Martha Roby represents Alabama’s Second Congressional District. She lives in Montgomery, Alabama, with her husband Riley and their two children.

6 hours ago

SEC Baseball Tournament at Hoover Met sees record crowds

Record crowds of more than 160,000 people attended the 2019 SEC Baseball Tournament.

The tournament, held annually at the Hoover Met Complex, had an estimated $15 million economic impact on the area.

SEC Commissioner Greg Sankey said the conference three years ago looked for a host site that would enhance the tournament experience for fans. “After reviewing numerous proposals and visiting a number of potential sites, it turned out that Hoover, our longtime home, could provide everything necessary to make it the right venue for SEC Baseball,” Sankey said.

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He said the city of Hoover stepped things up with the Finley Center to house the SEC Fan Fest, the construction of on-site practice fields and, this year, the addition of a new video board.

“We feel those changes in particular have been game-changers in providing the SEC with a ‘baseball campus’ that is unique to college post-season tournaments,” Sankey said.

From May 21-26, 12 teams competed in the double elimination tournament, which was won by Vanderbilt.

Throughout the week, 162,699 people attended the various baseball games and 32,000 of those attendees came through the SEC Fan Fest. The area included access to inflatables, arcade games, a zip line, climbing, miniature golf course, live entertainment, food and beverage options and more. Fans were able to watch the game from a giant flat-screen TV and couches in the large, air-conditioned facility.

“The 2019 SEC Baseball Tournament was a tremendous success at the Hoover Metropolitan Complex,” said Hoover Mayor Frank V. Brocato. “The city of Hoover was able to welcome a record-setting number of baseball fans throughout the week and attendees had many options for activities around the baseball tournament once they arrived at the complex. … It is certainly our privilege to have hosted this tournament for the past 22 years. We look forward to seeing everyone back in 2020.”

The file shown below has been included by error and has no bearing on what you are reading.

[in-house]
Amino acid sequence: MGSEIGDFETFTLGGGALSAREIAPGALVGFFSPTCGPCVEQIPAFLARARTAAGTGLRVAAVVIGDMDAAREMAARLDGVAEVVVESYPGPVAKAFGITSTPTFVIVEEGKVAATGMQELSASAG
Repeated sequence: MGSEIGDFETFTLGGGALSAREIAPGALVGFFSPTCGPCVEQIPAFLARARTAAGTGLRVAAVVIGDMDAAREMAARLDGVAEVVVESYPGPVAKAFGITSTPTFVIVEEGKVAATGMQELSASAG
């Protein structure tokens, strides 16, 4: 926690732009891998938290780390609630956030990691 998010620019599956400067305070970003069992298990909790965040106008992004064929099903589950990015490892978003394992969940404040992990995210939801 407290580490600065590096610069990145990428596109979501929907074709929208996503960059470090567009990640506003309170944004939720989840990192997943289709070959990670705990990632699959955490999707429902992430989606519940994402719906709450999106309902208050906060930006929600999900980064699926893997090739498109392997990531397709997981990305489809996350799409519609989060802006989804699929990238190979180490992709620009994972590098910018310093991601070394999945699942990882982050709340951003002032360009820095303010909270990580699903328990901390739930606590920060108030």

(Courtesy of Alabama NewsCenter)

7 hours ago

State Sen. Cam Ward: ‘I don’t think you bring back a lottery’ in proposed prison special session

The Alabama legislature was not able to come to an agreement on a lottery this past general session, meaning the body will likely address it in the future.

Could that come as soon as later this year, when Gov. Kay Ivey will reportedly call a special session to address Alabama’s prison system? Given the state’s prisons are under the threat of a federal government takeover, some have suggested that a lottery could be used as a funding mechanism to fix the state’s ailing prisons.

During an appearance on WVNN’s “The Jeff Poor Show,” Sen. Cam Ward (R-Alabaster), who has been out in front of the prison issue, downplayed the chances of lawmakers addressing the lottery as part of any prison solution.

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“I just don’t see what has changed since the regular session until now that would make a lottery even feasible to bring up in a special session,” Ward said. “I mean, you look at our state. We’re one of four states that have two budgets. And the bulk of our money goes to the education budget, which has a $400 million growth fund this time, and that’s good. But at the same time, we had a lottery that we passed out of the Senate that money went to the general fund, which is constantly struggling with issues like prisons, Medicaid, and mental health. And it failed in the House because most people want to see it all go to education. I just can’t imagine why a lottery bill would come back during a special session because I’m not sure what has changed since it failed in the House this last time. I mean, unless something has changed that I’m not aware of, I don’t think you bring back a lottery in this special session.”

Ward said he did not see the need for increased revenue to solve the prison problem, noting the significant increase in funding for the Department of Corrections already.

“I think the money is already here,” Ward replied. “I really do. I don’t think you need any kind of increase in revenue. I mean, good gracious we gone from a $380 million budget for prisons just a few years ago. Today we’re at $560 million-$580 million. I don’t think you need to do any more revenue. I think it’s how you handle policy within the prison and how you handle the policy with sentencing.”

@Jeff_Poor is a graduate of Auburn University, the editor of Breitbart TV and host of “The Jeff Poor Show” from 2-5 p.m. on WVNN in Huntsville.